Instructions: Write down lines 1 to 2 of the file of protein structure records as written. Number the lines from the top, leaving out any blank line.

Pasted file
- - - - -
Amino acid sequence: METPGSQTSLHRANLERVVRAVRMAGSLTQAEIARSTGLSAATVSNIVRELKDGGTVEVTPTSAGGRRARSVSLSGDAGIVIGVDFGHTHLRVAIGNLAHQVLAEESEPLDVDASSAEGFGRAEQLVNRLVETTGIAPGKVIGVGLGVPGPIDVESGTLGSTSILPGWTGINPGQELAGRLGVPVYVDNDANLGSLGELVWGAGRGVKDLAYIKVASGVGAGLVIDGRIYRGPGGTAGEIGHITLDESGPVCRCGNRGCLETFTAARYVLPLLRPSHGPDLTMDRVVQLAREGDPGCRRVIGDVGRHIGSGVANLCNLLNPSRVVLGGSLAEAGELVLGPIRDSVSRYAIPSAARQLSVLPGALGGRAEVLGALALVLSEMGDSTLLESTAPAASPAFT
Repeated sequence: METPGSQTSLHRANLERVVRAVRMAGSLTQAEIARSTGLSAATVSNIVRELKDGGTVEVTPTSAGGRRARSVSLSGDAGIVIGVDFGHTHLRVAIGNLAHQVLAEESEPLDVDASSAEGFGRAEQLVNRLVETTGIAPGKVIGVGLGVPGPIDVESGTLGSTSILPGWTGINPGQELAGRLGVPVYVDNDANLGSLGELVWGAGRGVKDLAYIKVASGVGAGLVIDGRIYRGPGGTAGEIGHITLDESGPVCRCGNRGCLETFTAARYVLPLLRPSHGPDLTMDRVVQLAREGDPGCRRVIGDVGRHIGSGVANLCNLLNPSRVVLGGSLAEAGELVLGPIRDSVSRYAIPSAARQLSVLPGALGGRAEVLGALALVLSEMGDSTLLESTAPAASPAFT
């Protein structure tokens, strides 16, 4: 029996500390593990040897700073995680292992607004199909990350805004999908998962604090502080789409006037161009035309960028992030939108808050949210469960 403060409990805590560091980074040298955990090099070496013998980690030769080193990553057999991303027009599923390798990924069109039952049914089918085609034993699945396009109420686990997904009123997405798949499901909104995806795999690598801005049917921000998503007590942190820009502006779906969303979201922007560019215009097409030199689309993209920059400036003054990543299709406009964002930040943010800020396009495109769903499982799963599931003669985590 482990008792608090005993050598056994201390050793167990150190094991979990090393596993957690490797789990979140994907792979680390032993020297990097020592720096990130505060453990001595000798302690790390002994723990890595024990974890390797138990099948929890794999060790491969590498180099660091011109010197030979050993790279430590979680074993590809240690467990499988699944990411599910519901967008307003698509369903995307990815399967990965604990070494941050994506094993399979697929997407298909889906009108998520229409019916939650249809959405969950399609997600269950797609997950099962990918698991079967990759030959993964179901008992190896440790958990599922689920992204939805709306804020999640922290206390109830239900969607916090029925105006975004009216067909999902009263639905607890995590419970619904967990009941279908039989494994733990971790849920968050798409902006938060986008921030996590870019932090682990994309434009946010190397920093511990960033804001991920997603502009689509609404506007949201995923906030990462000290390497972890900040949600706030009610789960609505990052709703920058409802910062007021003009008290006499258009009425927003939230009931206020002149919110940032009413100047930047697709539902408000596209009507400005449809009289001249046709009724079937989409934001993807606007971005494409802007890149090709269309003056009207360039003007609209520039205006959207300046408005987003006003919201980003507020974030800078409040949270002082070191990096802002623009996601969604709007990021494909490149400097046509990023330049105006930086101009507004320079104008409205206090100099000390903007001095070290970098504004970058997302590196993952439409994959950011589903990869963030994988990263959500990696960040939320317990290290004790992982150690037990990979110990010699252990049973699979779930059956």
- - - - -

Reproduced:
Amino acid sequence: METPGSQTSLHRANLERVVRAVRMAGSLTQAEIARSTGLSAATVSNIVRELKDGGTVEVTPTSAGGRRARSVSLSGDAGIVIGVDFGHTHLRVAIGNLAHQVLAEESEPLDVDASSAEGFGRAEQLVNRLVETTGIAPGKVIGVGLGVPGPIDVESGTLGSTSILPGWTGINPGQELAGRLGVPVYVDNDANLGSLGELVWGAGRGVKDLAYIKVASGVGAGLVIDGRIYRGPGGTAGEIGHITLDESGPVCRCGNRGCLETFTAARYVLPLLRPSHGPDLTMDRVVQLAREGDPGCRRVIGDVGRHIGSGVANLCNLLNPSRVVLGGSLAEAGELVLGPIRDSVSRYAIPSAARQLSVLPGALGGRAEVLGALALVLSEMGDSTLLESTAPAASPAFT
Repeated sequence: METPGSQTSLHRANLERVVRAVRMAGSLTQAEIARSTGLSAATVSNIVRELKDGGTVEVTPTSAGGRRARSVSLSGDAGIVIGVDFGHTHLRVAIGNLAHQVLAEESEPLDVDASSAEGFGRAEQLVNRLVETTGIAPGKVIGVGLGVPGPIDVESGTLGSTSILPGWTGINPGQELAGRLGVPVYVDNDANLGSLGELVWGAGRGVKDLAYIKVASGVGAGLVIDGRIYRGPGGTAGEIGHITLDESGPVCRCGNRGCLETFTAARYVLPLLRPSHGPDLTMDRVVQLAREGDPGCRRVIGDVGRHIGSGVANLCNLLNPSRVVLGGSLAEAGELVLGPIRDSVSRYAIPSAARQLSVLPGALGGRAEVLGALALVLSEMGDSTLLESTAPAASPAFT